Skip to main content

Glen Collection of printed music > Printed music > Scotish minstrel > Volumes 4-6

(214) Page 88 - Highlander's farewell

‹‹‹ prev (213) Page 87Page 87It was a' for our rightfu' king

(215) next ››› Page 89Page 89Smuggler

(214) Page 88 - Highlander's farewell
r t
N. fe
I ; j M mm
s *
seas may row, the winds may Mow, And swatlie me round in dan_{Jer; My
grfi i ii r r j 1* 1 j i^
• **•
na — five land. I' 'must fore _ go, And roam a lonc_ly sfran _ jjer
The glen, that was my father's own,
Must be by bis forsaken;
Tbc house, that was my father's home,
Is levell d with the bracken.
Oc-lion! ochon . our glory's oVr,
Stole by a mean deceiver.
Our bands are on the broad claymore,
But the might is broke for ever.
S- -*"
And thou, my prince, my injur'd prince,
Thy people have disown'd thee,
Have bunted, and have driv'n thee hence,
With ruin'd chiefs around thee.
Tho' hard beset, when I forget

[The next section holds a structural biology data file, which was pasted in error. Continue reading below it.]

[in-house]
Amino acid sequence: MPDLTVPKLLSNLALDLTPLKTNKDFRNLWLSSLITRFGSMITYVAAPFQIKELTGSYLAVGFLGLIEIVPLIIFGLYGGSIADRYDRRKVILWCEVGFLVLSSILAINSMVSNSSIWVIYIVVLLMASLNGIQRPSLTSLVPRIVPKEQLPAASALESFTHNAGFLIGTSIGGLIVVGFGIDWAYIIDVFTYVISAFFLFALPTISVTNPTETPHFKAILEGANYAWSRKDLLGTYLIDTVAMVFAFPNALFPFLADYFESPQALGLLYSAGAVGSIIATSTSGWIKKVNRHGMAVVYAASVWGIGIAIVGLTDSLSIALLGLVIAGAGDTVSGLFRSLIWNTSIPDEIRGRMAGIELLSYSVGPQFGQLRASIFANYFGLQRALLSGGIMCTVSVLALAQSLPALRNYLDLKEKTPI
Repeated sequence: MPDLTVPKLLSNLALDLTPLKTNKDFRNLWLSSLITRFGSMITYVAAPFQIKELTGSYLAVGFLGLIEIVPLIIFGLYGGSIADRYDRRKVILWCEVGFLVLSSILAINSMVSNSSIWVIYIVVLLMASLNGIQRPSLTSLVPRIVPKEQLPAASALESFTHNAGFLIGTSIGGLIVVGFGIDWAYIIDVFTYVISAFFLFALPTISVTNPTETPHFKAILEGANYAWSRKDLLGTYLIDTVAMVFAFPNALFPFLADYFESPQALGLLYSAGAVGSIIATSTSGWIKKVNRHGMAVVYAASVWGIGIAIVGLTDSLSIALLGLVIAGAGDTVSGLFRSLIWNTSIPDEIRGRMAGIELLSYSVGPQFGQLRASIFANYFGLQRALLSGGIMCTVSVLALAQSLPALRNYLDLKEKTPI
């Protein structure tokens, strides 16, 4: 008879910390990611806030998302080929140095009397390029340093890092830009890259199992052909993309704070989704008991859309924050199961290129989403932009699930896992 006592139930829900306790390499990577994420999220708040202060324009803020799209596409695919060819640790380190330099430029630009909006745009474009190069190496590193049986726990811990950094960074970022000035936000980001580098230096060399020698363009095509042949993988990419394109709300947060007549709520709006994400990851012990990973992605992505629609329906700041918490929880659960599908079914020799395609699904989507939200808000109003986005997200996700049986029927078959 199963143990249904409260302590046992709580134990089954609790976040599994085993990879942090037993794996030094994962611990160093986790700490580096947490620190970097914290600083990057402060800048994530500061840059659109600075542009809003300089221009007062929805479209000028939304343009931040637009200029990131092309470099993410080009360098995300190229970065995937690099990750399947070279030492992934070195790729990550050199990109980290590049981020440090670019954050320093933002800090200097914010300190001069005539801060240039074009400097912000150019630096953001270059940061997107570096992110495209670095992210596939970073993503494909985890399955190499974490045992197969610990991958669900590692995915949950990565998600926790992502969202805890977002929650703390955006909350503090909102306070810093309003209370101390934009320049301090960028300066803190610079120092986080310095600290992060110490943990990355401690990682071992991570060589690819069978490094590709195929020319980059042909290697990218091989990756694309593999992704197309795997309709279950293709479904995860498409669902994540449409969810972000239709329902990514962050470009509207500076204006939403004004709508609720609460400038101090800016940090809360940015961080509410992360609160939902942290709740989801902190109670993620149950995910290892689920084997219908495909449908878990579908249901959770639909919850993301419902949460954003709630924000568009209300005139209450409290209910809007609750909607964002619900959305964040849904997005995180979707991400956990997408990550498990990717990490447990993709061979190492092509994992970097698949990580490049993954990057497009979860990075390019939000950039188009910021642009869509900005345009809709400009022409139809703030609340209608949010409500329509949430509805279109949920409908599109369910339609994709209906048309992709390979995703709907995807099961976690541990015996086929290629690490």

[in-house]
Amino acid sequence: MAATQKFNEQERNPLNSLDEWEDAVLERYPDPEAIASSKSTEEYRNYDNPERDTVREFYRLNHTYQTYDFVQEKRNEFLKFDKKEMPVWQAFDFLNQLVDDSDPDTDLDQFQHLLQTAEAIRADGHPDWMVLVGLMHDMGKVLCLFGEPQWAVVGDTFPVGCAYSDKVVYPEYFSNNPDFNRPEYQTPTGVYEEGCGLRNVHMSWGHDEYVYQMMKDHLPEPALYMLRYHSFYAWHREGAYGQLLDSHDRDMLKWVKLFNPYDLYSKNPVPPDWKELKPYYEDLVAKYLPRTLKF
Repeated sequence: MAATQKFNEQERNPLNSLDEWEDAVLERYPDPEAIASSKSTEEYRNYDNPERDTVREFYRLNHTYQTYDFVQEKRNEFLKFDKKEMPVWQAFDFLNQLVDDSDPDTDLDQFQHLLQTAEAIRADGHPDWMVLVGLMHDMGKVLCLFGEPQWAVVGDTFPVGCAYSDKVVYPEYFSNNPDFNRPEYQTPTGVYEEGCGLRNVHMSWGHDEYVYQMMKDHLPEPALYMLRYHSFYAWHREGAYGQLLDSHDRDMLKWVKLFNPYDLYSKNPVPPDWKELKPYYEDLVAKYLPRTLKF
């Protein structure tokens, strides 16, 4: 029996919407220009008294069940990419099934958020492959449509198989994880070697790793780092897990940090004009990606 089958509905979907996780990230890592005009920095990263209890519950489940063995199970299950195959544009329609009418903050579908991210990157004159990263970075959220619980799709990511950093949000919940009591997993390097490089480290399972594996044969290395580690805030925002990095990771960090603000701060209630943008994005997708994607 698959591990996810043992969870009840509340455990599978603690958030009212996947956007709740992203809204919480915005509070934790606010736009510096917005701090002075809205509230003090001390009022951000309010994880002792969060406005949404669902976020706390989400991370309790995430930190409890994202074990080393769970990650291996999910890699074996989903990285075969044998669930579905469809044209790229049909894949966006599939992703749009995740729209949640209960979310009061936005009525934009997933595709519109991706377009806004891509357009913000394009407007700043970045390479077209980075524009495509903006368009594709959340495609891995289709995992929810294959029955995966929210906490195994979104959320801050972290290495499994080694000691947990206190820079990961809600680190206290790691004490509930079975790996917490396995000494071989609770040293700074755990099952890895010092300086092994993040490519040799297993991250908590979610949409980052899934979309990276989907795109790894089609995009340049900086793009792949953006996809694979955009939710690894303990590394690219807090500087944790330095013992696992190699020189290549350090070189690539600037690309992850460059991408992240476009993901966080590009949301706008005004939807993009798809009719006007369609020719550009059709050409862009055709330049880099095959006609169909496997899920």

Thy- fate, young helpless rover,
This broken heart shall cease to beat,
And all its griefs be over.
Farewell, farewell, dear Caledon,
Land of the Gael no longer!
A stranger fills thy ancient throne,
In guile and treachery stronger.
The brave and just fall in the dtist,
On ruins brink they quiver,
Heaven's pining e'e is closd on thee,
Adieu, adieu (or ever.

Images and transcriptions on this page, including medium image downloads, may be used under the Creative Commons Attribution 4.0 International Licence unless otherwise stated. Creative Commons Attribution 4.0 International Licence